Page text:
How JustAnswer Works:
  • Ask an Expert
    Experts are full of valuable knowledge and are ready to help with any question. Credentials confirmed by a Fortune 500 verification firm.
  • Get a Professional Answer
    Via email, text message, or notification as you wait on our site. Ask follow up questions if you need to.
  • Go back-and-forth until satisfied
    Rate the answer you receive.
Ask Ben Jones Your Own Question
Ben Jones
Ben Jones, UK Lawyer
Category: Law
Satisfied Customers: 69101
Experience:  Qualified Solicitor
Type Your Law Question Here...
Ben Jones is online now

I am a motor trader who sold a used vehicle. The customer

This answer was rated:

I am a motor trader who sold a used vehicle. The customer had the vehicle inspected prior to purchase by her own mechanic. A 30 day warranty period is written on the receipt. A fault occurred after 47 days which her mechanic attempted to repair unsuccessfully before the made customer contact with myself. I repaired the vehicle, showed good will and reduced the invoice substantially. A further unrelated fault occurred after over 3 months. The customer had an independent inspection carried out on the vehicle and is alleging the second fault to have been present at the point of purchase which it was not. The first fault has not reoccurred. What are my liabilities here as the customer is requesting a full refund, repair costs and inspection costs. I believe her recourse would be to her mechanic whom inspected the vehicle in the first instance is this correct? In addition I can support that the second fault was not present at the point of sale. This matter is scheduled for the small claims court.
JA: Where is this? And just to clarify, when was the purchase made?
Customer: Middlesbrough. Oct 18 and has gone on since receiving the request for a refund in Mar 19. Initially a full refund of the vehicle cost only was offered though later removed as time elapsed. Mediation was entered into unsuccessfully.
JA: What steps have you taken so far?
Customer: I have referred the customer back to the invoice stating 30 days Warranty. I have made the customer aware she had the vehicle inspected and the 30 days was clearly explained both to her mechanic and also herself at the point of purchase. I have made her aware that she later drove the vehicle some 30 miles whilst emitting smoke from underneath the vehicle bonnet causing potential damage to the engine this was after 3 months. I have point by point gone through the £950 inspection report highlighting flaws and inconsistencies within it. Vehicle price was £4150 for reference. I was not offered the option to repair the vehicle after the 3 month plus second fault. The vehicle has not been made available to myself at any point though requested throughout. Mediation has been unsuccessful and now scheduled for court Feb.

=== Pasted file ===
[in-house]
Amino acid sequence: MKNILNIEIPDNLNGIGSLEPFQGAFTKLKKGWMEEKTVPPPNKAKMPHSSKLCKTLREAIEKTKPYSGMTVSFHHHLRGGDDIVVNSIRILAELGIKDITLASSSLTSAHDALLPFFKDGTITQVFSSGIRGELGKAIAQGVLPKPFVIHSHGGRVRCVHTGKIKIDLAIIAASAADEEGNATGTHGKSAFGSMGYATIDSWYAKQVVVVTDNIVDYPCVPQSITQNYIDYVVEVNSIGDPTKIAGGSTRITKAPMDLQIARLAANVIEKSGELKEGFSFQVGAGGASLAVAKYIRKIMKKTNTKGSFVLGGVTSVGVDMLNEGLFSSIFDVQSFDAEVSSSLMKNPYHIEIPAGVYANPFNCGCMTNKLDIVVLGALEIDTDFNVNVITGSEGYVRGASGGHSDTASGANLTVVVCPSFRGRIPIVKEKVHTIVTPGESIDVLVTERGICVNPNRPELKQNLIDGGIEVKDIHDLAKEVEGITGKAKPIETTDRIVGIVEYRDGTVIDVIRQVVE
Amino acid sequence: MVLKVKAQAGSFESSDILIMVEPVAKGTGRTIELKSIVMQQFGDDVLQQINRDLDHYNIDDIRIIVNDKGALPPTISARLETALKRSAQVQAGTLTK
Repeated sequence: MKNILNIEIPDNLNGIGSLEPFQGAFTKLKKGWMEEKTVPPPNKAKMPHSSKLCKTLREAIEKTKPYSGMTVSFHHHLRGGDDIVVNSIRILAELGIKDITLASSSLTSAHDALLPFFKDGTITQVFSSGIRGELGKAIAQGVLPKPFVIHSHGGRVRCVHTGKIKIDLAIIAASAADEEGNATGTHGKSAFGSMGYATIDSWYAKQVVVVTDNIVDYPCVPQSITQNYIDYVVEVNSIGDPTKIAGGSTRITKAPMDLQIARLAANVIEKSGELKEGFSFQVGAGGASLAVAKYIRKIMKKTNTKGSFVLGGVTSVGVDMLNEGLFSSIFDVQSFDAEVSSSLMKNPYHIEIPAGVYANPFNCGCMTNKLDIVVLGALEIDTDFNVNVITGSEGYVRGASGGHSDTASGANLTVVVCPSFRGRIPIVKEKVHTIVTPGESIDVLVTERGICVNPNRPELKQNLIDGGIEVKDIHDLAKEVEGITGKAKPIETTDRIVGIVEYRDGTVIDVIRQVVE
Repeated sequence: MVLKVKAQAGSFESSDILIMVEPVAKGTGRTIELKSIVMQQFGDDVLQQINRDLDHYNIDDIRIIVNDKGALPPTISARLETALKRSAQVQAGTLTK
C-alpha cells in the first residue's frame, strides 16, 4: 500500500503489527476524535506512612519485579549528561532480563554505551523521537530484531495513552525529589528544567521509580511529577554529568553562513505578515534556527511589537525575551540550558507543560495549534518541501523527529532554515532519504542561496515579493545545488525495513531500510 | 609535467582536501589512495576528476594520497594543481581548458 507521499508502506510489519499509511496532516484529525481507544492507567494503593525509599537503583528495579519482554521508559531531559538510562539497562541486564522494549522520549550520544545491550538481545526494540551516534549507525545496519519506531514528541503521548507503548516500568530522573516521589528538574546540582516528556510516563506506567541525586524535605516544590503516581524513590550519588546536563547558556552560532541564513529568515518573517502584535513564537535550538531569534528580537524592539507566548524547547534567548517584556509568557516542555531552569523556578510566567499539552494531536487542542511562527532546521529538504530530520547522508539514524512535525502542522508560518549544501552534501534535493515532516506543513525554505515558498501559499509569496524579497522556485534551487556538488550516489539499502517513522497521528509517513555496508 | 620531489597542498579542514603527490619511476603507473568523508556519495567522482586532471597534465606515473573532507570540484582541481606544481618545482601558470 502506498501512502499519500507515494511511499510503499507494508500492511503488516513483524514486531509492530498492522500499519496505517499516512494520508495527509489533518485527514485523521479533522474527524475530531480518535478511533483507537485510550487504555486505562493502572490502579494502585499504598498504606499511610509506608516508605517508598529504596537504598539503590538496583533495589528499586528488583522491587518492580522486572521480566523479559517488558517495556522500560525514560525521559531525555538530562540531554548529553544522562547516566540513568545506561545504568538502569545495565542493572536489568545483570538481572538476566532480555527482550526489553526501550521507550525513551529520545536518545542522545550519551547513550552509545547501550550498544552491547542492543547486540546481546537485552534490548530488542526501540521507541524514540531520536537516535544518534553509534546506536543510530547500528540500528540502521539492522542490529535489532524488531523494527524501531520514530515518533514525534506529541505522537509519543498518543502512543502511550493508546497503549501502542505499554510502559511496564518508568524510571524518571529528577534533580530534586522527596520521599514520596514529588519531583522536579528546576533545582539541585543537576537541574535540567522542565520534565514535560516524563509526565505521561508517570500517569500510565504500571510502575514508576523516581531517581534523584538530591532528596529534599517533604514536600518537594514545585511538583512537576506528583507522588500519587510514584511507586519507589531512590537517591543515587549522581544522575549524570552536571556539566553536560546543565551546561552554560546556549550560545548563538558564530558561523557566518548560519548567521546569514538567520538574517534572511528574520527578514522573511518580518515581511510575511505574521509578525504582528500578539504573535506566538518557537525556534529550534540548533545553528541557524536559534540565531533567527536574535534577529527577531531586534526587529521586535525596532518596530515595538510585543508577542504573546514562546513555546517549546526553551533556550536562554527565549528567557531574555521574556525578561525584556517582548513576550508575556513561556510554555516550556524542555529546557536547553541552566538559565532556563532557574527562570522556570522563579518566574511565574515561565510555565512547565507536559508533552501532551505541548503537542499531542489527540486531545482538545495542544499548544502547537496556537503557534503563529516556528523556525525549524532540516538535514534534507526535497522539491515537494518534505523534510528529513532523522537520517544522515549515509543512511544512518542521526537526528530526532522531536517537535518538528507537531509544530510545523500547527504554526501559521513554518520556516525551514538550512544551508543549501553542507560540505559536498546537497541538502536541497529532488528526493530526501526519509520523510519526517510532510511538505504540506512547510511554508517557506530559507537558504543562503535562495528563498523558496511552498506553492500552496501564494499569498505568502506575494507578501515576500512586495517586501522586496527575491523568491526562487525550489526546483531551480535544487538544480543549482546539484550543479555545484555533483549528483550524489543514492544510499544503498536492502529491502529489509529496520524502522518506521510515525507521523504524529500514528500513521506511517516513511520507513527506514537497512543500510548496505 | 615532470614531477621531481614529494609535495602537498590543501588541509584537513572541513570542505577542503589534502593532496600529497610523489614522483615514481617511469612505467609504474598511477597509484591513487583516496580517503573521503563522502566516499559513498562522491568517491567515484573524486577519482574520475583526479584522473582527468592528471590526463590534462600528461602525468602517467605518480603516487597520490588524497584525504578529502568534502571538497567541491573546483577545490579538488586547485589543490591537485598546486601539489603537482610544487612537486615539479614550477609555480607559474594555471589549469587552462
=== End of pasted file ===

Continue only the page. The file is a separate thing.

JA: Anything else you want the Lawyer to know before I connect you?
Customer: Is this a free service?

Hello, I’m Ben, a UK lawyer and will be dealing with your case today. I may also need to ask some questions to determine the legal position.

Can I just check, is the mechanic from a dealership?

Customer: replied 7 months ago.
Yeah that's fine.
Customer: replied 7 months ago.
No I don't wish to take the call option thanks.

No problem. Please provide the information requested so that I may assist

Customer: replied 7 months ago.
You have not yet requested any further information.

I just wanted to know if the customer's mechanic is from the dealership

Customer: replied 7 months ago.
No he runs a used car sales specialising in Lexus models and is I believe a qualified mechanic.

Thank you. I will get back to you with my answer as soon as I can, which will be at some point today. The system will notify you when this happens. Please do not reply in the meantime as this may unnecessarily delay my response. Many thanks.

Many thanks for your patience. When a person buys a second-hand vehicle from a dealer they will have certain rights under consumer law, specifically the Consumer Rights Act 2015, which requires goods sold by a business seller to be:

· of satisfactory quality – they must not be faulty or damaged when received

· as described – they must match any description given at the time of purchase

· fit for purpose – they should be fit for the purpose they are supplied for

If the vehicle does not meet the above requirements, the buyer will have certain legal remedies against the seller.

The rights against the seller are:

1. Reject the vehicle and request a refund - this must be done within 30 days of purchase or delivery.

2. Repair or replacement – this can be done within the initial 30 days or after, if that deadline has passed and a rejection is no longer possible.

It is also important to note that the law assumes that any issued which develop within the first 6 months of buying the car were present at the time of purchase, unless the seller can prove otherwise. If they develop more than 6 months after purchase, it is for the buyer to prove that they were there at the time of sale.

I wouldn’t say the customer has to blame her mechanic as you still have obligations under the above laws, regardless of what the inspection found at time of purchase. So your best option is to use any information you have to try and show that this latest fault was not something which was present at the time of purchase.

Does this answer your query?

Hello, I see you have read my response to your query. Could you please let me know if it has answered your original question? You can simply reply on here with a quick ‘Yes, thanks’ and I won’t bother you again. Thank you

Customer: replied 7 months ago.
the advice you have given has satisfied my question.

All the best

Ben Jones and other Law Specialists are ready to help you